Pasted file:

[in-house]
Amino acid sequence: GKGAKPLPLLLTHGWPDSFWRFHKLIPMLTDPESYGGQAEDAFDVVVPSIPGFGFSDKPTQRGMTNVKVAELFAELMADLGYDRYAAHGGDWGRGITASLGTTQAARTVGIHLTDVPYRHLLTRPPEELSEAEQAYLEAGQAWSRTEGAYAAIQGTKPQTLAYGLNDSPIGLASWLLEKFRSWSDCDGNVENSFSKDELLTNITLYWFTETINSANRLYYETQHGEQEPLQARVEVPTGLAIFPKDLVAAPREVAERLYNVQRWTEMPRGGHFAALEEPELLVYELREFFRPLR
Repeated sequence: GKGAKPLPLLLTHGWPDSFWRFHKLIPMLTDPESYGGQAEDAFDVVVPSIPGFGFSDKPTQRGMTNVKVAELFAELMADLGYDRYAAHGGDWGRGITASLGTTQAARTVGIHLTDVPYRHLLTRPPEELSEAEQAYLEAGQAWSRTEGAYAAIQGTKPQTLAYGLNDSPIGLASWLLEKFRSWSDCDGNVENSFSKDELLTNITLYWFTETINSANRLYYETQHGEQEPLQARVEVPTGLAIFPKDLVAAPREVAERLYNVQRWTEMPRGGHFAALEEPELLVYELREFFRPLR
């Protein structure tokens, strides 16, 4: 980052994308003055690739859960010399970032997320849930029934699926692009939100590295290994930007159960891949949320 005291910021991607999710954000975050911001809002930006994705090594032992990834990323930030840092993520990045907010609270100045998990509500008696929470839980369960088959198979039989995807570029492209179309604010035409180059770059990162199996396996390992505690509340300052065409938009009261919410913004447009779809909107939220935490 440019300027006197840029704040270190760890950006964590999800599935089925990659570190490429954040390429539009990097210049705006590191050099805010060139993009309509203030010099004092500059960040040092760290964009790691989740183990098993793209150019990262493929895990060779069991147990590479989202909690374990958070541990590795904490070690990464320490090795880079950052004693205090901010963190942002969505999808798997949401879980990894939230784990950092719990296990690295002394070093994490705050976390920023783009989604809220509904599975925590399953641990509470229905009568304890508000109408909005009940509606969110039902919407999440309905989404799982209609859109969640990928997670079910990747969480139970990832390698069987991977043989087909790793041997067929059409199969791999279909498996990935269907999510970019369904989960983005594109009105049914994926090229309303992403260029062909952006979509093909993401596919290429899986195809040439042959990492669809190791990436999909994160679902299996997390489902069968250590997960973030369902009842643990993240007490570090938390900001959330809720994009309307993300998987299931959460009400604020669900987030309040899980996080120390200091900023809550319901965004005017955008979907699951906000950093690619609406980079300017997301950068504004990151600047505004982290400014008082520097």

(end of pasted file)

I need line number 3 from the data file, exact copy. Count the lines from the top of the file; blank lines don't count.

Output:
Repeated sequence: GKGAKPLPLLLTHGWPDSFWRFHKLIPMLTDPESYGGQAEDAFDVVVPSIPGFGFSDKPTQRGMTNVKVAELFAELMADLGYDRYAAHGGDWGRGITASLGTTQAARTVGIHLTDVPYRHLLTRPPEELSEAEQAYLEAGQAWSRTEGAYAAIQGTKPQTLAYGLNDSPIGLASWLLEKFRSWSDCDGNVENSFSKDELLTNITLYWFTETINSANRLYYETQHGEQEPLQARVEVPTGLAIFPKDLVAAPREVAERLYNVQRWTEMPRGGHFAALEEPELLVYELREFFRPLR